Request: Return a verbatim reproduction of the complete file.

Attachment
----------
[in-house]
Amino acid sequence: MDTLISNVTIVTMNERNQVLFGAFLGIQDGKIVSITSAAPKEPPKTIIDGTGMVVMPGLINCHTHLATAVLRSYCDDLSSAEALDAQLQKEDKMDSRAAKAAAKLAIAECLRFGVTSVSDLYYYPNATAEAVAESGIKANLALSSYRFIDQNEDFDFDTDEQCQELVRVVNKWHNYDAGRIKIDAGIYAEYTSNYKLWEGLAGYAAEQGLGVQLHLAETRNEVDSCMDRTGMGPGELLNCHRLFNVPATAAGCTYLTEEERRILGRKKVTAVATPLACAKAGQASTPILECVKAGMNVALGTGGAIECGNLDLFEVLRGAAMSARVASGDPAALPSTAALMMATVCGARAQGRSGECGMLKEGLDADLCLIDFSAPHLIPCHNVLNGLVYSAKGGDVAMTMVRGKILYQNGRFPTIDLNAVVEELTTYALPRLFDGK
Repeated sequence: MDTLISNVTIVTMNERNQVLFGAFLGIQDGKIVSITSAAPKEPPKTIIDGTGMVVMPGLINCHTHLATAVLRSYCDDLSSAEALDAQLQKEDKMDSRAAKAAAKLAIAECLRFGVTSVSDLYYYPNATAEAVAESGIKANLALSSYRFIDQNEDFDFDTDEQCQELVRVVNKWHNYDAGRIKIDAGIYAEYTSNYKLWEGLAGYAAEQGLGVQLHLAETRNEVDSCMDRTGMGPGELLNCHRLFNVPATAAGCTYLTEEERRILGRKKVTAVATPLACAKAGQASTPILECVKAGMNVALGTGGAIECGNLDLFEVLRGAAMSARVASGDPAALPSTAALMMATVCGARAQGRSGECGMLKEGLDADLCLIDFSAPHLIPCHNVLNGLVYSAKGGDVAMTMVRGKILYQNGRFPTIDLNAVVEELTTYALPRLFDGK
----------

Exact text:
[in-house]
Amino acid sequence: MDTLISNVTIVTMNERNQVLFGAFLGIQDGKIVSITSAAPKEPPKTIIDGTGMVVMPGLINCHTHLATAVLRSYCDDLSSAEALDAQLQKEDKMDSRAAKAAAKLAIAECLRFGVTSVSDLYYYPNATAEAVAESGIKANLALSSYRFIDQNEDFDFDTDEQCQELVRVVNKWHNYDAGRIKIDAGIYAEYTSNYKLWEGLAGYAAEQGLGVQLHLAETRNEVDSCMDRTGMGPGELLNCHRLFNVPATAAGCTYLTEEERRILGRKKVTAVATPLACAKAGQASTPILECVKAGMNVALGTGGAIECGNLDLFEVLRGAAMSARVASGDPAALPSTAALMMATVCGARAQGRSGECGMLKEGLDADLCLIDFSAPHLIPCHNVLNGLVYSAKGGDVAMTMVRGKILYQNGRFPTIDLNAVVEELTTYALPRLFDGK
Repeated sequence: MDTLISNVTIVTMNERNQVLFGAFLGIQDGKIVSITSAAPKEPPKTIIDGTGMVVMPGLINCHTHLATAVLRSYCDDLSSAEALDAQLQKEDKMDSRAAKAAAKLAIAECLRFGVTSVSDLYYYPNATAEAVAESGIKANLALSSYRFIDQNEDFDFDTDEQCQELVRVVNKWHNYDAGRIKIDAGIYAEYTSNYKLWEGLAGYAAEQGLGVQLHLAETRNEVDSCMDRTGMGPGELLNCHRLFNVPATAAGCTYLTEEERRILGRKKVTAVATPLACAKAGQASTPILECVKAGMNVALGTGGAIECGNLDLFEVLRGAAMSARVASGDPAALPSTAALMMATVCGARAQGRSGECGMLKEGLDADLCLIDFSAPHLIPCHNVLNGLVYSAKGGDVAMTMVRGKILYQNGRFPTIDLNAVVEELTTYALPRLFDGK